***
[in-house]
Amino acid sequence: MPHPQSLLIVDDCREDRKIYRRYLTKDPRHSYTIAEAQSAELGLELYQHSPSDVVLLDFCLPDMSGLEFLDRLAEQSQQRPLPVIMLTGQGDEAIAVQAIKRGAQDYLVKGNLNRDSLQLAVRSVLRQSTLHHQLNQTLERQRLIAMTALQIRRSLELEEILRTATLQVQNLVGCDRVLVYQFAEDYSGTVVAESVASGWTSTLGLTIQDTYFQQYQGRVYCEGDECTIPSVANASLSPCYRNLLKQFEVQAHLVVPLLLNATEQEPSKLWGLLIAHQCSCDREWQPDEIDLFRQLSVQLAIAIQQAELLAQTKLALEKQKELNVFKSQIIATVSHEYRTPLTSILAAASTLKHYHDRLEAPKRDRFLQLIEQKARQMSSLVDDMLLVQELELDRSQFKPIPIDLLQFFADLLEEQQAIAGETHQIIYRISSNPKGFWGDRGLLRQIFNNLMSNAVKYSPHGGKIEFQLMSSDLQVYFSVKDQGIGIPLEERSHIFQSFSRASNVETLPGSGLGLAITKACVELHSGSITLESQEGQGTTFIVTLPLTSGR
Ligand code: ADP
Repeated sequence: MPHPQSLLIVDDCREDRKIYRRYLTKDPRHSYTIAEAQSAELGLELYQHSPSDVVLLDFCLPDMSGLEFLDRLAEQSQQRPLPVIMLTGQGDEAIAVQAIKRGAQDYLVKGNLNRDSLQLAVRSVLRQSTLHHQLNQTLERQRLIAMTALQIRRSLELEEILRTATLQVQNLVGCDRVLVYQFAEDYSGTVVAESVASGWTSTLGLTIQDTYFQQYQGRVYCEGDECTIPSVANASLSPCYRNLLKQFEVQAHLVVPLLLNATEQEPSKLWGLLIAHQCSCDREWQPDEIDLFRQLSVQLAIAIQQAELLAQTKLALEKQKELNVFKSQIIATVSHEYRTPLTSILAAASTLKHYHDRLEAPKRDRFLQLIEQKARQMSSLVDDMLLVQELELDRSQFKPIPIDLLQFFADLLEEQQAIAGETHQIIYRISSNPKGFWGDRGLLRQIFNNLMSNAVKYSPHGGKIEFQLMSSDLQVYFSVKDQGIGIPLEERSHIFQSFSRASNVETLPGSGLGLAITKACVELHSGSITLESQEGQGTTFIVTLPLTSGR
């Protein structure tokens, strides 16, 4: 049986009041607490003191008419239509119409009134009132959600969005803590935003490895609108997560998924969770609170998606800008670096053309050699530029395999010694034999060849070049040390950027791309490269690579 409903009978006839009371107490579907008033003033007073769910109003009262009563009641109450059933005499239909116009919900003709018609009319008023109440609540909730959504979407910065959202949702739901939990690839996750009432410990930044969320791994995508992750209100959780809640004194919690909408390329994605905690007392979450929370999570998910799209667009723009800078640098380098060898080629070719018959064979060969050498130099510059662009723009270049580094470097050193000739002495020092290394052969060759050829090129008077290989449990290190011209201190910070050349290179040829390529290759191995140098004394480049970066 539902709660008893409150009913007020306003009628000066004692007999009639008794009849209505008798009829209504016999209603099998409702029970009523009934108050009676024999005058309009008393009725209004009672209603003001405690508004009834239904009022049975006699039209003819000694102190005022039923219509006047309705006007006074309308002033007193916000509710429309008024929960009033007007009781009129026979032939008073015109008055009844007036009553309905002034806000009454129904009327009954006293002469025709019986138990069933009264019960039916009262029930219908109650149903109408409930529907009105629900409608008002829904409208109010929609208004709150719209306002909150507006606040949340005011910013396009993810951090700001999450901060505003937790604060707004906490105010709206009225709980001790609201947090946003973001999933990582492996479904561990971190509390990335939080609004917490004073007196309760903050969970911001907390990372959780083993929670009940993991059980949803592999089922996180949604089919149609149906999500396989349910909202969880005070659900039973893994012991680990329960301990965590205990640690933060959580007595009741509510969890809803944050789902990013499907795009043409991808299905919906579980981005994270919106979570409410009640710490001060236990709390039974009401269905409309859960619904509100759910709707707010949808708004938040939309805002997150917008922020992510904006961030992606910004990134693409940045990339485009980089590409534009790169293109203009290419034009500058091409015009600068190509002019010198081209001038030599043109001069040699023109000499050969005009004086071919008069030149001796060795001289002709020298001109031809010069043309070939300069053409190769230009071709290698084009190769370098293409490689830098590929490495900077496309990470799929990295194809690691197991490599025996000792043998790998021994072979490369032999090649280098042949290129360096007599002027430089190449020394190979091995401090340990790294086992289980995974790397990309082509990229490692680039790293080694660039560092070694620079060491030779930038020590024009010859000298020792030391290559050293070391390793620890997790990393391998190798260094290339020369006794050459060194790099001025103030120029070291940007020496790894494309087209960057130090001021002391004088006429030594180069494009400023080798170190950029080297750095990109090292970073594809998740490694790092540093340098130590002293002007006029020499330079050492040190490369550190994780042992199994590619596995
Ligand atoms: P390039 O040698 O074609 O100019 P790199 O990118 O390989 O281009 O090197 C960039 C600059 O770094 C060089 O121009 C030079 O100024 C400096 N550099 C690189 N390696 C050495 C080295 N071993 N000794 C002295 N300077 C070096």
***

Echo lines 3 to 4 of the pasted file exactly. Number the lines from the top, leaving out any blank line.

Ligand code: ADP
Repeated sequence: MPHPQSLLIVDDCREDRKIYRRYLTKDPRHSYTIAEAQSAELGLELYQHSPSDVVLLDFCLPDMSGLEFLDRLAEQSQQRPLPVIMLTGQGDEAIAVQAIKRGAQDYLVKGNLNRDSLQLAVRSVLRQSTLHHQLNQTLERQRLIAMTALQIRRSLELEEILRTATLQVQNLVGCDRVLVYQFAEDYSGTVVAESVASGWTSTLGLTIQDTYFQQYQGRVYCEGDECTIPSVANASLSPCYRNLLKQFEVQAHLVVPLLLNATEQEPSKLWGLLIAHQCSCDREWQPDEIDLFRQLSVQLAIAIQQAELLAQTKLALEKQKELNVFKSQIIATVSHEYRTPLTSILAAASTLKHYHDRLEAPKRDRFLQLIEQKARQMSSLVDDMLLVQELELDRSQFKPIPIDLLQFFADLLEEQQAIAGETHQIIYRISSNPKGFWGDRGLLRQIFNNLMSNAVKYSPHGGKIEFQLMSSDLQVYFSVKDQGIGIPLEERSHIFQSFSRASNVETLPGSGLGLAITKACVELHSGSITLESQEGQGTTFIVTLPLTSGR